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16623Re: Update: West Camberwick Green

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  • oztrainz
    Mar 5 7:46 AM
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      G'day Onizuka,
      For some links to UK coal mining resources try the following

      For UK, try the Photo gallery at the Coal Mining Resource Centre
      <http://www.cmhrc.co.uk/site/scrapbook/cscollieries/index.html>

      For photos of Welsh coal mines try

      <http://www.welshcoalmines.co.uk/Photo.htm> click the name of the mine, look for some of the smaller mines like Abercrave in Brecon

      If you decide to go to the US side
      Search the "Shorpy" site for "coal mining"
      <http://www.shorpy.com/search/node/coal+mining>

      and 2 pages if of Pennsylvanian coal mining liks for you to explore at
      <http://pittsburgh.about.com/cs/coal/>

      and the Historic American Buildsings Survey/Historic American Engineering Record at the US Library of Congress
      <http://www.loc.gov/pictures/collection/hh/>

      That should give you plenty to look at
      Regards,
      John Garaty
      modelling a local Aussie colliery incline





      --- In 7mmnga@yahoogroups.com, "onizuka_shiraga" <onizuka47@...> wrote:
      >
      > Greetings, Lads and Ladies!!!
      >
      > Been a bit busy with this thing called "Life," mostly that nonsense that is the affliction of "work," but at least it provides the means for "play" so I shant complain too much!!!
      >
      > Thought I'd catch you up on the latest on the WCG, which is... not much, really. Although, I purchased some foam core slabs from an art supply shop the other day. I've also nicked... er, "salvaged" some thin cardboard boxes from the recycling bin at work.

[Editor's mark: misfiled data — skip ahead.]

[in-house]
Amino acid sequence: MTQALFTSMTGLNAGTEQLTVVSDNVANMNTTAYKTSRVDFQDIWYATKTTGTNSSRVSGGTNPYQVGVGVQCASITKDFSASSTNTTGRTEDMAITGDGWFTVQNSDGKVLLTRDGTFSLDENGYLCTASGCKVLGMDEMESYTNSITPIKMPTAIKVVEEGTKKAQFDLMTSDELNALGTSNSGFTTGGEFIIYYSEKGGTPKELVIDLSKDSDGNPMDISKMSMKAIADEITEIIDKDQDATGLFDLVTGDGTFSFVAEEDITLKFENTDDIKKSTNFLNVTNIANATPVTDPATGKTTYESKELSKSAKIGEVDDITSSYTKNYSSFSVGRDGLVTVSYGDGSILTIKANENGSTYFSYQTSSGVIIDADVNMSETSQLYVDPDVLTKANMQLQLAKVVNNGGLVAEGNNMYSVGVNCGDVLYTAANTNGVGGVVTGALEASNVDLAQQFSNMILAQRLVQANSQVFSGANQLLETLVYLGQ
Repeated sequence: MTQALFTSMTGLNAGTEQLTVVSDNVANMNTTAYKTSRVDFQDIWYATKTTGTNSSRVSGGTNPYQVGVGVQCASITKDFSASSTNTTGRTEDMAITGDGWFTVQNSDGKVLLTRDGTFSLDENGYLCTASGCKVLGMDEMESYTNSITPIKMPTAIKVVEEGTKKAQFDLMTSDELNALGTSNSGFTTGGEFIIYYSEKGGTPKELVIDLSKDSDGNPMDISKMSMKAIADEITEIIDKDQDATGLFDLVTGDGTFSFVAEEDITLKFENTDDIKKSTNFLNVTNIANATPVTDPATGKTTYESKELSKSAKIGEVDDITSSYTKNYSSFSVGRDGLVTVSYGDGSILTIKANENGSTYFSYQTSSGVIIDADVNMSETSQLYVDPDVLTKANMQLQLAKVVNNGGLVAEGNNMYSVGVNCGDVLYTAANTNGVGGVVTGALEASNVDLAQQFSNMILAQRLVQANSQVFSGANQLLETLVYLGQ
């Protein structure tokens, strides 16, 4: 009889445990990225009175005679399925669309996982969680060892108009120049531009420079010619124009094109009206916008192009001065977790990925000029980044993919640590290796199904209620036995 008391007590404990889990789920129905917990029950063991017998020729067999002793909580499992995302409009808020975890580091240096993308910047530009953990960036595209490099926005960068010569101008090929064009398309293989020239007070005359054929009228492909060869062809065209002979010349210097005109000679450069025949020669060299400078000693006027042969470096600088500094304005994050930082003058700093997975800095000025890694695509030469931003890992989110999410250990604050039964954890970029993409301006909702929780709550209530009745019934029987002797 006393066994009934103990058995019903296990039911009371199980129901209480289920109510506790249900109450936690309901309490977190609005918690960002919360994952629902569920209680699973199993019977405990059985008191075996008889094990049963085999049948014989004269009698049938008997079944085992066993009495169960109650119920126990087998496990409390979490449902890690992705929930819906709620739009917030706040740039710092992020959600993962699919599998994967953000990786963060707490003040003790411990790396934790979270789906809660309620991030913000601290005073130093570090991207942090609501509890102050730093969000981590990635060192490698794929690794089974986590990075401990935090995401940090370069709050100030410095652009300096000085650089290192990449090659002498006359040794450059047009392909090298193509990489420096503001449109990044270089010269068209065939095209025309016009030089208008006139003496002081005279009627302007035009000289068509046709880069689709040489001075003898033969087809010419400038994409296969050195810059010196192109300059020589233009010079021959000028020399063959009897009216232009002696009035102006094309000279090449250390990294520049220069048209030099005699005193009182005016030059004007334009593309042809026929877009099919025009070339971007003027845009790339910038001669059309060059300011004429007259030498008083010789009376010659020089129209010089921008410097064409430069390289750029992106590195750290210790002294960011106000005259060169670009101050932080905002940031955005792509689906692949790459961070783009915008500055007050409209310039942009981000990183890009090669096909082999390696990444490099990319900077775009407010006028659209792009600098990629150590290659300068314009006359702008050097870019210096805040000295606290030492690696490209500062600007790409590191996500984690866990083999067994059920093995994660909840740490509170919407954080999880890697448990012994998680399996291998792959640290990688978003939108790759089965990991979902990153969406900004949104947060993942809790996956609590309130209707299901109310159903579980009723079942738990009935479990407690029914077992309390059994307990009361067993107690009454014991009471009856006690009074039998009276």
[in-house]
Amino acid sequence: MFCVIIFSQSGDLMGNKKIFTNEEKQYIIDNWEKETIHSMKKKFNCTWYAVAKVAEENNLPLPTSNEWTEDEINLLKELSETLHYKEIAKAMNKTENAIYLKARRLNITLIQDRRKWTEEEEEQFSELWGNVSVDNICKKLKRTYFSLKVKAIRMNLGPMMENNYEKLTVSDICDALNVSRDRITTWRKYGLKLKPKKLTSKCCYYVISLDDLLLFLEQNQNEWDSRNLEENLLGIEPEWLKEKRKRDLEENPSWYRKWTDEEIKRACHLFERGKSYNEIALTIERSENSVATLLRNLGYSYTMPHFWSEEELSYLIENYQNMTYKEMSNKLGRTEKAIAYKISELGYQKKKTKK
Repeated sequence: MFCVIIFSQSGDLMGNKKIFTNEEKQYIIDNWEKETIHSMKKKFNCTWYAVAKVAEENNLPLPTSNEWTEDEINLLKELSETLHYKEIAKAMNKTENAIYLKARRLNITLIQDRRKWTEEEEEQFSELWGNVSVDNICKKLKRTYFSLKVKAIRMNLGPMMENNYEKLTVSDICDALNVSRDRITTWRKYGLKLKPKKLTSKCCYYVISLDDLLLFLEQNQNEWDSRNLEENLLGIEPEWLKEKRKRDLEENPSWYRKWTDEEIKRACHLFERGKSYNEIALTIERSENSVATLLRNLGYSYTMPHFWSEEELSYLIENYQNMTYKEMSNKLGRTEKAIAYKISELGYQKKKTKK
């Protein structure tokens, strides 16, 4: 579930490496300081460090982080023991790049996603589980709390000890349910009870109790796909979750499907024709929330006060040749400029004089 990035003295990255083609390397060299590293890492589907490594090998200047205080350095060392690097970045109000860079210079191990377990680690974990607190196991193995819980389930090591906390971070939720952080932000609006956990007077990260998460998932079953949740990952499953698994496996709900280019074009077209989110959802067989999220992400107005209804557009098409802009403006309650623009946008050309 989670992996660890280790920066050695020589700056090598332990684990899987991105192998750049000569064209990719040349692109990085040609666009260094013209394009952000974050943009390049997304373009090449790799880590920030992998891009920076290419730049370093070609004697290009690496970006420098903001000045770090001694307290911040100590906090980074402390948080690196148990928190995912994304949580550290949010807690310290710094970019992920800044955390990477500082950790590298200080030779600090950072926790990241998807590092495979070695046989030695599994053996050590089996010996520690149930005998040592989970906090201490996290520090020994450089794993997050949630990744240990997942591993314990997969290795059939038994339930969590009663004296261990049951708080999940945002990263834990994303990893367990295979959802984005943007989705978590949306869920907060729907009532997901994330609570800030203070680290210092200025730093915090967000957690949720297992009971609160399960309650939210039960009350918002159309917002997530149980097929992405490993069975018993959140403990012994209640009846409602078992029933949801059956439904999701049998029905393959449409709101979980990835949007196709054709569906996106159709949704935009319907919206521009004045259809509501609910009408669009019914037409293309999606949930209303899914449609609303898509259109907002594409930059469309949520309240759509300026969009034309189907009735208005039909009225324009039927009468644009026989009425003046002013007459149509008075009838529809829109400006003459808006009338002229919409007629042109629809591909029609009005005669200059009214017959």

>
      > The foam core will be used to mock-up the train boards, scenery, gradient changes, etc. on the layout, while the cardboard will be used to mock-up the structures and rolling stock, which shall give me a rough approximation of how things will be laid out and minimize the number of problems that will crop up during construction. Or, so I hope!
      >
      >
      > Also, I have decided to change the locale of the railway from an urban setting to a rural one. My whole rationale for building an urban setting was so that I could have a number of industries for shunting, but a small village dependent on the railway to deliver goods/post/passenger services would also provide good shunting possibilities. (Also, a rural setting means grass and trees, thus putting some GREEN in West Camberwick Green!)
      >
      > The biggest decision I have to make in regards to the layout at this point is to determine the main industry that this railway serves, which I've narrowed down to two possibilities. Coal and iron ore. At this point, the mine won't be modeled, but I will build some wagons to represent said industry and represent the economic engine that drives the need for an industrial steam-powered railway in 1968-1980.
      >
      > Now, my home state of Minnesota is famous for its iron ore mining and at one time, provided 70% of the iron ore and Taconite used in US steel production. (Wisconsin and the Upper Peninsula of Michigan being the other two larger iron ore producing states.) I have to go back and re-read my sources, but weren't there iron ore mines around Doncaster and Sheffield? (Correct me if I'm wrong on this!)
      >
      > I DO know, however, that coal mining WAS a major industry in the UK. One of the types of model railroads I've toyed with building, is a small, industrial shortline railroad set in West Virginia or Pennsylvania, during the "transition era" of the 1950s (Steam and "first generation" diesel locomotives). And a coal mine would provide ample fuel for steam engines (which is why the Norfolk & Western Railroad was the last big US railroad to "drop fires" on steam in 1960-61). So, I think I may just go that route.
      >
      > So, if you guys can suggest any good resources on coal railways of England and Wales, please let me know.
      >
      > Also, as usual, I'm open to suggestions and comments about the layout.
      >
      > But, that's where I am with this at the moment. I hope all of your modeling projects are progressing much more smoothly for you than this is for me!
      >
      >
      > More updates to come.
      >
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